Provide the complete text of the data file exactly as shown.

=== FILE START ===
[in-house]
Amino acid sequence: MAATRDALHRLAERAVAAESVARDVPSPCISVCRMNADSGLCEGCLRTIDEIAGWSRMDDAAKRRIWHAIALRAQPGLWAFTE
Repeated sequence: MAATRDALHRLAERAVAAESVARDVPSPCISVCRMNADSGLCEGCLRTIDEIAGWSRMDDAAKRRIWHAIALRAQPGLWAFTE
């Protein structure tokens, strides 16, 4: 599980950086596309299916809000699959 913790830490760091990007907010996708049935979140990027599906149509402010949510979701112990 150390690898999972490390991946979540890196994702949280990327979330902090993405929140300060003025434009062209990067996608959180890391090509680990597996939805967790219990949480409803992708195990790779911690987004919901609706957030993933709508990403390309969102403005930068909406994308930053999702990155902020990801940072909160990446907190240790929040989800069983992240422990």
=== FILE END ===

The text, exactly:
[in-house]
Amino acid sequence: MAATRDALHRLAERAVAAESVARDVPSPCISVCRMNADSGLCEGCLRTIDEIAGWSRMDDAAKRRIWHAIALRAQPGLWAFTE
Repeated sequence: MAATRDALHRLAERAVAAESVARDVPSPCISVCRMNADSGLCEGCLRTIDEIAGWSRMDDAAKRRIWHAIALRAQPGLWAFTE
């Protein structure tokens, strides 16, 4: 599980950086596309299916809000699959 913790830490760091990007907010996708049935979140990027599906149509402010949510979701112990 150390690898999972490390991946979540890196994702949280990327979330902090993405929140300060003025434009062209990067996608959180890391090509680990597996939805967790219990949480409803992708195990790779911690987004919901609706957030993933709508990403390309969102403005930068909406994308930053999702990155902020990801940072909160990446907190240790929040989800069983992240422990």